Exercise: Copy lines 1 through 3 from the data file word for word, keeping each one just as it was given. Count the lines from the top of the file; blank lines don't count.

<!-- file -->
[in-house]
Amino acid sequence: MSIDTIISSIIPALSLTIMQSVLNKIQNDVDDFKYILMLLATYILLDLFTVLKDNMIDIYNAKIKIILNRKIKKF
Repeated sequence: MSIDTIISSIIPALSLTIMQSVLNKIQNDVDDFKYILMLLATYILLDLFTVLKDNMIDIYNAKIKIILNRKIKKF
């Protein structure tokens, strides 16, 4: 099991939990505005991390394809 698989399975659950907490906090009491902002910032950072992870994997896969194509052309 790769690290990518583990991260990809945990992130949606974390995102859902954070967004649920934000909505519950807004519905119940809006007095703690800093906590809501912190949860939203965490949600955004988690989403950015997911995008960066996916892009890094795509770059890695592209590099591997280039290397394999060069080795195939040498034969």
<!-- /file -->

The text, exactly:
[in-house]
Amino acid sequence: MSIDTIISSIIPALSLTIMQSVLNKIQNDVDDFKYILMLLATYILLDLFTVLKDNMIDIYNAKIKIILNRKIKKF
Repeated sequence: MSIDTIISSIIPALSLTIMQSVLNKIQNDVDDFKYILMLLATYILLDLFTVLKDNMIDIYNAKIKIILNRKIKKF